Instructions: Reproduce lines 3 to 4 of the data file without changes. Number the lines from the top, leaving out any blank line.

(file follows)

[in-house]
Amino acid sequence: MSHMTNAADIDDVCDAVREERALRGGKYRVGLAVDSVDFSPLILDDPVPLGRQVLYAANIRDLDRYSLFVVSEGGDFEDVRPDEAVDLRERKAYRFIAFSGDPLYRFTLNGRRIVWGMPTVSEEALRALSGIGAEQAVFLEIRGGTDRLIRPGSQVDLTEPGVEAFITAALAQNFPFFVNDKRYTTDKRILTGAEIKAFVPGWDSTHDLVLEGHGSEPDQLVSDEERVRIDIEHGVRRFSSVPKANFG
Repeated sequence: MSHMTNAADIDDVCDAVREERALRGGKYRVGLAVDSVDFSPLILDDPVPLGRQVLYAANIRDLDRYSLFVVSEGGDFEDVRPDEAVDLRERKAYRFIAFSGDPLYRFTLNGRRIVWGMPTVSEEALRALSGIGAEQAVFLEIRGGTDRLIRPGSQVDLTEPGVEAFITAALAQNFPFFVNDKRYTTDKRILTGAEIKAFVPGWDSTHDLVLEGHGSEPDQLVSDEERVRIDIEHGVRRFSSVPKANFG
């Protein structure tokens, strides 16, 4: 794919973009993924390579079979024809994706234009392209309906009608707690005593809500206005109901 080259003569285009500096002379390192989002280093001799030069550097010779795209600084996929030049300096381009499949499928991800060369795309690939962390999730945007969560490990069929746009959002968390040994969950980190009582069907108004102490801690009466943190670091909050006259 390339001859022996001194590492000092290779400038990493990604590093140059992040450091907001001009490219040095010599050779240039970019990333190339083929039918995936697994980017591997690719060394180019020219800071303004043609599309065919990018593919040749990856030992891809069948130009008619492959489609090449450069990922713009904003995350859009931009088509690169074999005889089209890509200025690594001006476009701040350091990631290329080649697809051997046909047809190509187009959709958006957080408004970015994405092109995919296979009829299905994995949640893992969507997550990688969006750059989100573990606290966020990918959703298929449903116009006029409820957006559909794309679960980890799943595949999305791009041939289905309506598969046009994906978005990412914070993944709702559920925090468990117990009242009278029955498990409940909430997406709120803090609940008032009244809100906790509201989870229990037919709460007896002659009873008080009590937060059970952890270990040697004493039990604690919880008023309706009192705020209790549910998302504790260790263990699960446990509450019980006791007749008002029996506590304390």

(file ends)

Repeated sequence: MSHMTNAADIDDVCDAVREERALRGGKYRVGLAVDSVDFSPLILDDPVPLGRQVLYAANIRDLDRYSLFVVSEGGDFEDVRPDEAVDLRERKAYRFIAFSGDPLYRFTLNGRRIVWGMPTVSEEALRALSGIGAEQAVFLEIRGGTDRLIRPGSQVDLTEPGVEAFITAALAQNFPFFVNDKRYTTDKRILTGAEIKAFVPGWDSTHDLVLEGHGSEPDQLVSDEERVRIDIEHGVRRFSSVPKANFG
């Protein structure tokens, strides 16, 4: 794919973009993924390579079979024809994706234009392209309906009608707690005593809500206005109901 080259003569285009500096002379390192989002280093001799030069550097010779795209600084996929030049300096381009499949499928991800060369795309690939962390999730945007969560490990069929746009959002968390040994969950980190009582069907108004102490801690009466943190670091909050006259 390339001859022996001194590492000092290779400038990493990604590093140059992040450091907001001009490219040095010599050779240039970019990333190339083929039918995936697994980017591997690719060394180019020219800071303004043609599309065919990018593919040749990856030992891809069948130009008619492959489609090449450069990922713009904003995350859009931009088509690169074999005889089209890509200025690594001006476009701040350091990631290329080649697809051997046909047809190509187009959709958006957080408004970015994405092109995919296979009829299905994995949640893992969507997550990688969006750059989100573990606290966020990918959703298929449903116009006029409820957006559909794309679960980890799943595949999305791009041939289905309506598969046009994906978005990412914070993944709702559920925090468990117990009242009278029955498990409940909430997406709120803090609940008032009244809100906790509201989870229990037919709460007896002659009873008080009590937060059970952890270990040697004493039990604690919880008023309706009192705020209790549910998302504790260790263990699960446990509450019980006791007749008002029996506590304390």